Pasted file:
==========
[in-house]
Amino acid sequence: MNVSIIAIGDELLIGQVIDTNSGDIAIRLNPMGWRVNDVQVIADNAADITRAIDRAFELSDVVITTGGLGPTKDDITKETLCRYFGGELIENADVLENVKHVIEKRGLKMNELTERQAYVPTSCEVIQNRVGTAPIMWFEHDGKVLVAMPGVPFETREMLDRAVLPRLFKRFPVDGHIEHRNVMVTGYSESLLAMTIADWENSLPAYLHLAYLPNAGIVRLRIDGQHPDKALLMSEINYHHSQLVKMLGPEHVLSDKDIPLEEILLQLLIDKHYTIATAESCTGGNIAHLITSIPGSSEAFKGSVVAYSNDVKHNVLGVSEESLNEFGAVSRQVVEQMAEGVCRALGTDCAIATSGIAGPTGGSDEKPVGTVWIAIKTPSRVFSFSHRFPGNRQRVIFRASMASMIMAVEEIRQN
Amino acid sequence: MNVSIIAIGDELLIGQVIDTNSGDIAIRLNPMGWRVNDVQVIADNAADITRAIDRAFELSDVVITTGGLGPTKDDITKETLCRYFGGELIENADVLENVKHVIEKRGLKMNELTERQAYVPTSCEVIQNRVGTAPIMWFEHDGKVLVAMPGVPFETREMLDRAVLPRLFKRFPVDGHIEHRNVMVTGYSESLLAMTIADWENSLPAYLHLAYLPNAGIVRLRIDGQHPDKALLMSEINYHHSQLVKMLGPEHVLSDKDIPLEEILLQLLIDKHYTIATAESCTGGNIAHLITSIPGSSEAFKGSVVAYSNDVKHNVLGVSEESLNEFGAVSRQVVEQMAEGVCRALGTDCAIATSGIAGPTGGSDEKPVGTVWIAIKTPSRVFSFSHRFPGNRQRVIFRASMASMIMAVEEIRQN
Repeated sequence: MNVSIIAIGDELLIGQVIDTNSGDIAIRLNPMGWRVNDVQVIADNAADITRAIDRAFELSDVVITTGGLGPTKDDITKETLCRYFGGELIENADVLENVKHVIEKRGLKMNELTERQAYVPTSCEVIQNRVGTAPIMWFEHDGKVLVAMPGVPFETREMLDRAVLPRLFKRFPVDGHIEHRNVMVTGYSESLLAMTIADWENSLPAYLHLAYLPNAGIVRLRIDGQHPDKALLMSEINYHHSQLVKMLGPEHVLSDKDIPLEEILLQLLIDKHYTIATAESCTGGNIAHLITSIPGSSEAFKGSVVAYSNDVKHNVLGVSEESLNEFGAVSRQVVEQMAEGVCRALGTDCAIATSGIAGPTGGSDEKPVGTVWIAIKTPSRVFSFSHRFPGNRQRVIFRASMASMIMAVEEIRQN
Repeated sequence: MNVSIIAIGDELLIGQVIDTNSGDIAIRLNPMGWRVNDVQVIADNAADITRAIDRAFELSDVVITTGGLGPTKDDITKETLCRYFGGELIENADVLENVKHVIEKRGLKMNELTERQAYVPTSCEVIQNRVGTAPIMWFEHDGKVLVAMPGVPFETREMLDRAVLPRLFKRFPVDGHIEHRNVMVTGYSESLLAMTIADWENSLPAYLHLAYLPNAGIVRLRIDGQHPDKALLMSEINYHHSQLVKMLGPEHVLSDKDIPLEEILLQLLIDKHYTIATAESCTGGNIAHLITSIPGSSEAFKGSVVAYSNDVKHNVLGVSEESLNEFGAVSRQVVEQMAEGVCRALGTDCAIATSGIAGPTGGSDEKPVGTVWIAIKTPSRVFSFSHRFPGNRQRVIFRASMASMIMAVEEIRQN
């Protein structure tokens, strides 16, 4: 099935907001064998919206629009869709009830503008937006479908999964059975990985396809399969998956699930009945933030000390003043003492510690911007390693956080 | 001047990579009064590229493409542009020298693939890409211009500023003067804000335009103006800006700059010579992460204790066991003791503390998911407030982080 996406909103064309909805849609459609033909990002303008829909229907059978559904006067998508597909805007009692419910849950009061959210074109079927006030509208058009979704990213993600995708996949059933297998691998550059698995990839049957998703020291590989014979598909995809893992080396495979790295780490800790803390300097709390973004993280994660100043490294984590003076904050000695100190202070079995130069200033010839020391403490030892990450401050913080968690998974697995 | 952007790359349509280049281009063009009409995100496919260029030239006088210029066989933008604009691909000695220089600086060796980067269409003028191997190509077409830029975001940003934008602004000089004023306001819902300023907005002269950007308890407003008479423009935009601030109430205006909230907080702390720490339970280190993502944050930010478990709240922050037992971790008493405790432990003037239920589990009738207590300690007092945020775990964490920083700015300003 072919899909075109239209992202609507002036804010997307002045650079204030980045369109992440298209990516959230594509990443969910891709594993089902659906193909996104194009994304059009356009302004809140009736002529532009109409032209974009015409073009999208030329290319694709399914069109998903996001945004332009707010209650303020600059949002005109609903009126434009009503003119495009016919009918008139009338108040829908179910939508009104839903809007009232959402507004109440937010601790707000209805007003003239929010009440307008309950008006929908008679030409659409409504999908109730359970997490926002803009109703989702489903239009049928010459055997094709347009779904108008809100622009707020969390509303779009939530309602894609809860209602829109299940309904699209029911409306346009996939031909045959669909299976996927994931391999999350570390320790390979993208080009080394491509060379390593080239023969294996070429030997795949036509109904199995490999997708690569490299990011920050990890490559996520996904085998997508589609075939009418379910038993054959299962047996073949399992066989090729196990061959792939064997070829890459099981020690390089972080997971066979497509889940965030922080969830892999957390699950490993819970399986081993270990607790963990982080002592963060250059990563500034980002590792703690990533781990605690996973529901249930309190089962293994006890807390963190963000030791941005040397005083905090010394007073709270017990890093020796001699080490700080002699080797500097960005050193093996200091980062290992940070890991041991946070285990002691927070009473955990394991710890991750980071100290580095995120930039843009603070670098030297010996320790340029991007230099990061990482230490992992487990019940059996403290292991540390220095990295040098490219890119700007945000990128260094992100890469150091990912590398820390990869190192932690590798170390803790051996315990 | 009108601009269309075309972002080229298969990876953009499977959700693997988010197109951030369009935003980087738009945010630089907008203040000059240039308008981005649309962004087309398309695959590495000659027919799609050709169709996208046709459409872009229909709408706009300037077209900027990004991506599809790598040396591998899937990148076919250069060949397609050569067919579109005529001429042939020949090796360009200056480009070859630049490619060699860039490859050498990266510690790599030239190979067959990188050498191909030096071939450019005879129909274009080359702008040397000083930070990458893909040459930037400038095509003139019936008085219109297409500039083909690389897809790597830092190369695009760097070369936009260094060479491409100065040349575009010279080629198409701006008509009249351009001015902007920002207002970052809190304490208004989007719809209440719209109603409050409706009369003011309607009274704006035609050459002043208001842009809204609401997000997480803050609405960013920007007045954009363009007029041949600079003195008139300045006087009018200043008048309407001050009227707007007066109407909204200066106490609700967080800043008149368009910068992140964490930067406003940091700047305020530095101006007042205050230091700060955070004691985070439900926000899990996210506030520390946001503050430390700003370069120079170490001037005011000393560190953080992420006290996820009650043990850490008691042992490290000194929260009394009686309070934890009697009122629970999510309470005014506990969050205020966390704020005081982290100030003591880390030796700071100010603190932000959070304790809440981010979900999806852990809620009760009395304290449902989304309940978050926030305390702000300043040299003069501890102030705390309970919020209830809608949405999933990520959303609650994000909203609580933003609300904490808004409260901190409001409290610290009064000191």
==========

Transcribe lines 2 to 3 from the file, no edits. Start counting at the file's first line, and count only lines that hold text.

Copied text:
Amino acid sequence: MNVSIIAIGDELLIGQVIDTNSGDIAIRLNPMGWRVNDVQVIADNAADITRAIDRAFELSDVVITTGGLGPTKDDITKETLCRYFGGELIENADVLENVKHVIEKRGLKMNELTERQAYVPTSCEVIQNRVGTAPIMWFEHDGKVLVAMPGVPFETREMLDRAVLPRLFKRFPVDGHIEHRNVMVTGYSESLLAMTIADWENSLPAYLHLAYLPNAGIVRLRIDGQHPDKALLMSEINYHHSQLVKMLGPEHVLSDKDIPLEEILLQLLIDKHYTIATAESCTGGNIAHLITSIPGSSEAFKGSVVAYSNDVKHNVLGVSEESLNEFGAVSRQVVEQMAEGVCRALGTDCAIATSGIAGPTGGSDEKPVGTVWIAIKTPSRVFSFSHRFPGNRQRVIFRASMASMIMAVEEIRQN
Amino acid sequence: MNVSIIAIGDELLIGQVIDTNSGDIAIRLNPMGWRVNDVQVIADNAADITRAIDRAFELSDVVITTGGLGPTKDDITKETLCRYFGGELIENADVLENVKHVIEKRGLKMNELTERQAYVPTSCEVIQNRVGTAPIMWFEHDGKVLVAMPGVPFETREMLDRAVLPRLFKRFPVDGHIEHRNVMVTGYSESLLAMTIADWENSLPAYLHLAYLPNAGIVRLRIDGQHPDKALLMSEINYHHSQLVKMLGPEHVLSDKDIPLEEILLQLLIDKHYTIATAESCTGGNIAHLITSIPGSSEAFKGSVVAYSNDVKHNVLGVSEESLNEFGAVSRQVVEQMAEGVCRALGTDCAIATSGIAGPTGGSDEKPVGTVWIAIKTPSRVFSFSHRFPGNRQRVIFRASMASMIMAVEEIRQN